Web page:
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First, let’s clarify what we mean by “learning simple algorithms”. The copy-paste algorithm is one such algorithm. Basically, given a series of arbitrary-size input vectors, we want the outputs to be the same as the inputs. Now you might ask — isn’t that the identity function? Surely, even the simplest neural network can learn that! That is true — neural networks can learn the identity function for a **given input size**. Neural networks **cannot learn an arbitrary identity function that works for any input size**. You can try this yourself: train a neural network to learn the identity function for a vector of length 10, then test the accuracy on vectors of length 20. The performance will be poor. To sum up — our goal is to learn the **general form** of an algorithm with a single neural network, not just one specific case of the algorithm.

Computers are good at the general form of algorithms. For example, when you do copy (Ctrl-C) and paste (Ctrl-V) in a text editor, it doesn’t matter how long the selected text is. The computer will execute the copy-paste perfectly for any length. Part of the reason computers are so good at these kinds of algorithms is because of their memory system. Basically, this memory system lets the computer store inputs, do processing on those inputs, and retrieve them later when needed. In contrast, the only “storage” a neural network has is the value of the network weights. The capacity of the weights is far less than the gigabytes of memory on a computer. That’s why we want to add a memory system to a neural network — to provide the storage space that many algorithms need to successfully execute.

So how did the researchers implement the memory system? The idea is pretty simple. The “memory” is a large 2-d matrix of dimension N x M. Each of the N rows represents 1 unit of memory. N and M are hyperparameters set before the network runs. The next step is to define how to read from and write to this memory. This is trickier. Depending on the algorithm being learned, we might need to read from only one row in the matrix, or all the rows in the matrix. It’s also possible that some rows will have more importance than other rows. To accommodate all these cases, we introduce a weight vector **w_read** of length N. A “read” from the memory is then the weighted sum of all the matrix rows: Σ(w_read_i) * (**row_i**). (For the rest of this article, vectors will be **bolded**, and scalars will be in regular font)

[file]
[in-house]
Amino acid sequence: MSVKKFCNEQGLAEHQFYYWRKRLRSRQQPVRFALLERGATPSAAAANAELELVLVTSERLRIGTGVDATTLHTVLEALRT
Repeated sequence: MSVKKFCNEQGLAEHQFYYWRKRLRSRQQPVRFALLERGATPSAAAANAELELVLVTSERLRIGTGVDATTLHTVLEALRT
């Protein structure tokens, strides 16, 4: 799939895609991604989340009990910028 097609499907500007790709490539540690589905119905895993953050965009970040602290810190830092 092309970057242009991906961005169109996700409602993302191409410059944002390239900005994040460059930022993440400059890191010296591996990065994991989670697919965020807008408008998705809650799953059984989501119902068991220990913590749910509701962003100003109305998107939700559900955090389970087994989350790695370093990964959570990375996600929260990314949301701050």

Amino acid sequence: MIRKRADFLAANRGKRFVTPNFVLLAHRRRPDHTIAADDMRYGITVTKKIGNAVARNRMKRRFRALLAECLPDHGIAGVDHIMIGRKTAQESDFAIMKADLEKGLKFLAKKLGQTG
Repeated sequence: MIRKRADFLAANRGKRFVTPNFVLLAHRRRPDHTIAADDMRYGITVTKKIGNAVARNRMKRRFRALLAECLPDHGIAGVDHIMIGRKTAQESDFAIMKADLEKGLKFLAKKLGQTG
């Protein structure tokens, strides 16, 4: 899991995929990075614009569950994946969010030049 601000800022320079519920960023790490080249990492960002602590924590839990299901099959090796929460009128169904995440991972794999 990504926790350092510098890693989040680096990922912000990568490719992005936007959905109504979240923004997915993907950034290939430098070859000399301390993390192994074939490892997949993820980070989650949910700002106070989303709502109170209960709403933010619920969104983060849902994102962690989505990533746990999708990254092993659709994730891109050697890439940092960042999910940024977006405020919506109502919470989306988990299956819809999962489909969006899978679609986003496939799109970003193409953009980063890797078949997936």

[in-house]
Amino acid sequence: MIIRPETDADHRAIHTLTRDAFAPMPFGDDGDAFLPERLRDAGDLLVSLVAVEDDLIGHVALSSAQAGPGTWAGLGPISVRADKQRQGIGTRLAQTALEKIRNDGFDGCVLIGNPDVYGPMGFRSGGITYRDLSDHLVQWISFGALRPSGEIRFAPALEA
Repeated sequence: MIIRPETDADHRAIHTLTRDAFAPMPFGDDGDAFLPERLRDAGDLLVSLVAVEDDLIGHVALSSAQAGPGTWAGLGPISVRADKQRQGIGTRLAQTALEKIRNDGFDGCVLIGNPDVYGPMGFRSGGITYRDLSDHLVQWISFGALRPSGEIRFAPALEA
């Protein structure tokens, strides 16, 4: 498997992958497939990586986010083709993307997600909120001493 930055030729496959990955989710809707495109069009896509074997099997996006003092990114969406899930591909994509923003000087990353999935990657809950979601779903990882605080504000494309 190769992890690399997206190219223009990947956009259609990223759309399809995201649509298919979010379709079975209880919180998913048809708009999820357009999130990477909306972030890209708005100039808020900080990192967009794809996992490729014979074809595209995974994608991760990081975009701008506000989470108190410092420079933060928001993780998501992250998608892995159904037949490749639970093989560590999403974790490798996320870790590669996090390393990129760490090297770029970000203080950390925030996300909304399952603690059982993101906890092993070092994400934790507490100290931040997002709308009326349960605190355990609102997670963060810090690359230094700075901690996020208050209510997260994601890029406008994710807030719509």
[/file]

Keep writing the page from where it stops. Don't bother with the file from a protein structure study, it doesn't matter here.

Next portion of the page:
Writing to the memory is more complicated. First, we need to decide what to do with the existing rows in memory. Therefore we need another parameter **e**. This parameter is a vector of length M (the same as the rows), and has individual components between 0 and 1. The elementwise product between **e **and **row_i** determines how much of **row_i** remains. For instance, if **e** has all 0 components, that means we don’t want to keep any of **row_i**. If **e **has all 1 components, that means we want to keep all of **row_i**. And if **e **is somewhere in the middle, we want to keep some components of **row_i** more than others. Notice that **e **is the same for all rows.

Once we decide what to keep, we next have to add any new information. Therefore we have another parameter **a **that we add to each row. Finally, we have a weight vector **w_write **that determines the size (or “importance”) of the write to each row in the array. The total update per row is therefore **row_i_new** = **e** * **row_i_old** + w_write_i** *** **a**.

We’ve now described how individual rows of memory are read from and written to the memory matrix. We did this in terms of some parameters: **w_read, w_write, e, **and **a**. The natural question is — where did these parameters come from? Recall that the overall goal is to combine a neural network with a memory system. Therefore we make these parameters the output of the neural network part of our system. More precisely we’ll setup a neural network and with two regions of output: the **read head** and the **write head**. The read head region of the network is responsible for outputting the parameter needed for reading: **w_read**. Similarly, the write head region of the network will output the writing parameters: **w_write, e, **and **a**. Finally, the output of the read head is returned as the output of the entire system.

One major advantage of this architecture is that the **entire thing is differentiable**. Notice that all of the read/write operations are linear in terms of each component, and therefore differentiable. This makes the network conceptually simple to train: just find the gradient of each component with respect to the output and do gradient descent.

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